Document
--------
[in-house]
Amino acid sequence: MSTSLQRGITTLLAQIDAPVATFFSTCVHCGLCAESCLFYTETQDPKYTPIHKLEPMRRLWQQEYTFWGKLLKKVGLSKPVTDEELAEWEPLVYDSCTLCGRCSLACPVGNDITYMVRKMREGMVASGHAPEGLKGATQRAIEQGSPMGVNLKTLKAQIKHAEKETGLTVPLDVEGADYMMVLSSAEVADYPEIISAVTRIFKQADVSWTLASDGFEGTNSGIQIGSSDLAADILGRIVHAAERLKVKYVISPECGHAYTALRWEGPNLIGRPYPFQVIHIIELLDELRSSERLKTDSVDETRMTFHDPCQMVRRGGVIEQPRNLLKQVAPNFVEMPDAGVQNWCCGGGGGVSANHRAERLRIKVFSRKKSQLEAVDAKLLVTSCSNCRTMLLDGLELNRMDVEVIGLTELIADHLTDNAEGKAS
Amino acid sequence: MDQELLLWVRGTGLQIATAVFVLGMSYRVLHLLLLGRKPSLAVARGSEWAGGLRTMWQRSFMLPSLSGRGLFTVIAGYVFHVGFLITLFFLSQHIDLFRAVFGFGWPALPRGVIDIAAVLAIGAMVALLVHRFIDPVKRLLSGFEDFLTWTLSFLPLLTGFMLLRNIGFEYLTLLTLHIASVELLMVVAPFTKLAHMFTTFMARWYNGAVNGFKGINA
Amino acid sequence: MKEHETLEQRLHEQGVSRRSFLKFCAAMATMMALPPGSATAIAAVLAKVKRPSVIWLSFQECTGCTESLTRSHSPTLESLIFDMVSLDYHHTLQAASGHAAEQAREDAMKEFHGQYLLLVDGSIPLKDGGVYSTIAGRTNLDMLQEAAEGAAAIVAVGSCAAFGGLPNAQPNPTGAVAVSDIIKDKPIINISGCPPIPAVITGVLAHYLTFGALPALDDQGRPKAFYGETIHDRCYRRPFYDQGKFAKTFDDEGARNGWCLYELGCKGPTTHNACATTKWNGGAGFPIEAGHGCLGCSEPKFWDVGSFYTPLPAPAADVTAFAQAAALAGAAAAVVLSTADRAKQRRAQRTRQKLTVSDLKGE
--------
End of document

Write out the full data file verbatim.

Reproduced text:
[in-house]
Amino acid sequence: MSTSLQRGITTLLAQIDAPVATFFSTCVHCGLCAESCLFYTETQDPKYTPIHKLEPMRRLWQQEYTFWGKLLKKVGLSKPVTDEELAEWEPLVYDSCTLCGRCSLACPVGNDITYMVRKMREGMVASGHAPEGLKGATQRAIEQGSPMGVNLKTLKAQIKHAEKETGLTVPLDVEGADYMMVLSSAEVADYPEIISAVTRIFKQADVSWTLASDGFEGTNSGIQIGSSDLAADILGRIVHAAERLKVKYVISPECGHAYTALRWEGPNLIGRPYPFQVIHIIELLDELRSSERLKTDSVDETRMTFHDPCQMVRRGGVIEQPRNLLKQVAPNFVEMPDAGVQNWCCGGGGGVSANHRAERLRIKVFSRKKSQLEAVDAKLLVTSCSNCRTMLLDGLELNRMDVEVIGLTELIADHLTDNAEGKAS
Amino acid sequence: MDQELLLWVRGTGLQIATAVFVLGMSYRVLHLLLLGRKPSLAVARGSEWAGGLRTMWQRSFMLPSLSGRGLFTVIAGYVFHVGFLITLFFLSQHIDLFRAVFGFGWPALPRGVIDIAAVLAIGAMVALLVHRFIDPVKRLLSGFEDFLTWTLSFLPLLTGFMLLRNIGFEYLTLLTLHIASVELLMVVAPFTKLAHMFTTFMARWYNGAVNGFKGINA
Amino acid sequence: MKEHETLEQRLHEQGVSRRSFLKFCAAMATMMALPPGSATAIAAVLAKVKRPSVIWLSFQECTGCTESLTRSHSPTLESLIFDMVSLDYHHTLQAASGHAAEQAREDAMKEFHGQYLLLVDGSIPLKDGGVYSTIAGRTNLDMLQEAAEGAAAIVAVGSCAAFGGLPNAQPNPTGAVAVSDIIKDKPIINISGCPPIPAVITGVLAHYLTFGALPALDDQGRPKAFYGETIHDRCYRRPFYDQGKFAKTFDDEGARNGWCLYELGCKGPTTHNACATTKWNGGAGFPIEAGHGCLGCSEPKFWDVGSFYTPLPAPAADVTAFAQAAALAGAAAAVVLSTADRAKQRRAQRTRQKLTVSDLKGE